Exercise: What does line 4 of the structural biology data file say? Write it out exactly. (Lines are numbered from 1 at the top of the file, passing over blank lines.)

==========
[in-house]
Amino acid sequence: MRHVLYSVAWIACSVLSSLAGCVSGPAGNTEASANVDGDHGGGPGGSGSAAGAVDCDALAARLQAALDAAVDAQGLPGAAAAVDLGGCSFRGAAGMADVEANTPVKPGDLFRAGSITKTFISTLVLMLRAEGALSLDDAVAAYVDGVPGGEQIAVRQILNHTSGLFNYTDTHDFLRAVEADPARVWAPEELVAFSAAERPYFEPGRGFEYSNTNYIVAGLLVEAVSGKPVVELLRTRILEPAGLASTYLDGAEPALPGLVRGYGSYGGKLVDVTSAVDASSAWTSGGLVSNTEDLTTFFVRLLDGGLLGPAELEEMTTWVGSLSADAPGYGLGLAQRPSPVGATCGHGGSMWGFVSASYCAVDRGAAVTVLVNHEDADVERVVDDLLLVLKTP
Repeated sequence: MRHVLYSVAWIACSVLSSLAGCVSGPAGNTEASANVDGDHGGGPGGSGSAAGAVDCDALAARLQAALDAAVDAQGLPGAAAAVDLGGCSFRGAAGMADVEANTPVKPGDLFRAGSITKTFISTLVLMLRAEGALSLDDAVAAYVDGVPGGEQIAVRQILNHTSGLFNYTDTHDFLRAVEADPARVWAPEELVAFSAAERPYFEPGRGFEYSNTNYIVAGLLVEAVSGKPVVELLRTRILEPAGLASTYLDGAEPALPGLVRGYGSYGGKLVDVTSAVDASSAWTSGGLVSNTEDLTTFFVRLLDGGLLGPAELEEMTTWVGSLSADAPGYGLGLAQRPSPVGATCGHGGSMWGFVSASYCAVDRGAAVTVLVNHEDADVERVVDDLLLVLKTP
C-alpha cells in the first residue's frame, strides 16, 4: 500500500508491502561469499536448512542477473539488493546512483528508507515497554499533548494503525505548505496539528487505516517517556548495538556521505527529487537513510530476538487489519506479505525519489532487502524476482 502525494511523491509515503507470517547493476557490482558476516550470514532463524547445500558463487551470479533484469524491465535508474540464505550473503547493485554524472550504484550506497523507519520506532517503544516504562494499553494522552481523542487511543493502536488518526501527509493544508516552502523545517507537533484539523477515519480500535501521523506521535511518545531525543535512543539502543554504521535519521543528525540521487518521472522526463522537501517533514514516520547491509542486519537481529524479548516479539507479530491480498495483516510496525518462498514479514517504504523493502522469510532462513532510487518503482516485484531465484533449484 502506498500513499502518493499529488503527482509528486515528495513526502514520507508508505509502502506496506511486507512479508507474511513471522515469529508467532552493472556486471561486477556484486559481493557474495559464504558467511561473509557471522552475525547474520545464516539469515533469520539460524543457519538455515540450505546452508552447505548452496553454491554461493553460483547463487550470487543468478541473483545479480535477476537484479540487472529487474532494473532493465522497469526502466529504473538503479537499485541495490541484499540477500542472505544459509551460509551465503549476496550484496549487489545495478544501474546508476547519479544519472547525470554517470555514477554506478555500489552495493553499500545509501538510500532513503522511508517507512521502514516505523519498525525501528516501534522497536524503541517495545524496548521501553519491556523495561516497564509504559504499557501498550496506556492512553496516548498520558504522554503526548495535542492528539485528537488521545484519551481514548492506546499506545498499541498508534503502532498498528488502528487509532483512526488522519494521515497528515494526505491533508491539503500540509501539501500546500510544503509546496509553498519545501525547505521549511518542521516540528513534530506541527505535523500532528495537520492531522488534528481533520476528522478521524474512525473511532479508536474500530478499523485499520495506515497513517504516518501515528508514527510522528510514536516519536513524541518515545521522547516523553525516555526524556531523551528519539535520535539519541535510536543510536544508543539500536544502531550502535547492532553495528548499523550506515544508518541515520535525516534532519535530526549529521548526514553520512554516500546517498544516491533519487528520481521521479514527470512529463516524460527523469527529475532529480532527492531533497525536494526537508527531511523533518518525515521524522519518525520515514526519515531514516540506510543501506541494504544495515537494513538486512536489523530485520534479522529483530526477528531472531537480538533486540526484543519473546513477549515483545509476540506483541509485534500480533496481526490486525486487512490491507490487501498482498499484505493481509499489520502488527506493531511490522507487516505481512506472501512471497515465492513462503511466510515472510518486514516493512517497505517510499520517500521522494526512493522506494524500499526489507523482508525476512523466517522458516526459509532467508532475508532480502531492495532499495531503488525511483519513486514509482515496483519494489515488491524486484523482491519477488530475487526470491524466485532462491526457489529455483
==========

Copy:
C-alpha cells in the first residue's frame, strides 16, 4: 500500500508491502561469499536448512542477473539488493546512483528508507515497554499533548494503525505548505496539528487505516517517556548495538556521505527529487537513510530476538487489519506479505525519489532487502524476482 502525494511523491509515503507470517547493476557490482558476516550470514532463524547445500558463487551470479533484469524491465535508474540464505550473503547493485554524472550504484550506497523507519520506532517503544516504562494499553494522552481523542487511543493502536488518526501527509493544508516552502523545517507537533484539523477515519480500535501521523506521535511518545531525543535512543539502543554504521535519521543528525540521487518521472522526463522537501517533514514516520547491509542486519537481529524479548516479539507479530491480498495483516510496525518462498514479514517504504523493502522469510532462513532510487518503482516485484531465484533449484 502506498500513499502518493499529488503527482509528486515528495513526502514520507508508505509502502506496506511486507512479508507474511513471522515469529508467532552493472556486471561486477556484486559481493557474495559464504558467511561473509557471522552475525547474520545464516539469515533469520539460524543457519538455515540450505546452508552447505548452496553454491554461493553460483547463487550470487543468478541473483545479480535477476537484479540487472529487474532494473532493465522497469526502466529504473538503479537499485541495490541484499540477500542472505544459509551460509551465503549476496550484496549487489545495478544501474546508476547519479544519472547525470554517470555514477554506478555500489552495493553499500545509501538510500532513503522511508517507512521502514516505523519498525525501528516501534522497536524503541517495545524496548521501553519491556523495561516497564509504559504499557501498550496506556492512553496516548498520558504522554503526548495535542492528539485528537488521545484519551481514548492506546499506545498499541498508534503502532498498528488502528487509532483512526488522519494521515497528515494526505491533508491539503500540509501539501500546500510544503509546496509553498519545501525547505521549511518542521516540528513534530506541527505535523500532528495537520492531522488534528481533520476528522478521524474512525473511532479508536474500530478499523485499520495506515497513517504516518501515528508514527510522528510514536516519536513524541518515545521522547516523553525516555526524556531523551528519539535520535539519541535510536543510536544508543539500536544502531550502535547492532553495528548499523550506515544508518541515520535525516534532519535530526549529521548526514553520512554516500546517498544516491533519487528520481521521479514527470512529463516524460527523469527529475532529480532527492531533497525536494526537508527531511523533518518525515521524522519518525520515514526519515531514516540506510543501506541494504544495515537494513538486512536489523530485520534479522529483530526477528531472531537480538533486540526484543519473546513477549515483545509476540506483541509485534500480533496481526490486525486487512490491507490487501498482498499484505493481509499489520502488527506493531511490522507487516505481512506472501512471497515465492513462503511466510515472510518486514516493512517497505517510499520517500521522494526512493522506494524500499526489507523482508525476512523466517522458516526459509532467508532475508532480502531492495532499495531503488525511483519513486514509482515496483519494489515488491524486484523482491519477488530475487526470491524466485532462491526457489529455483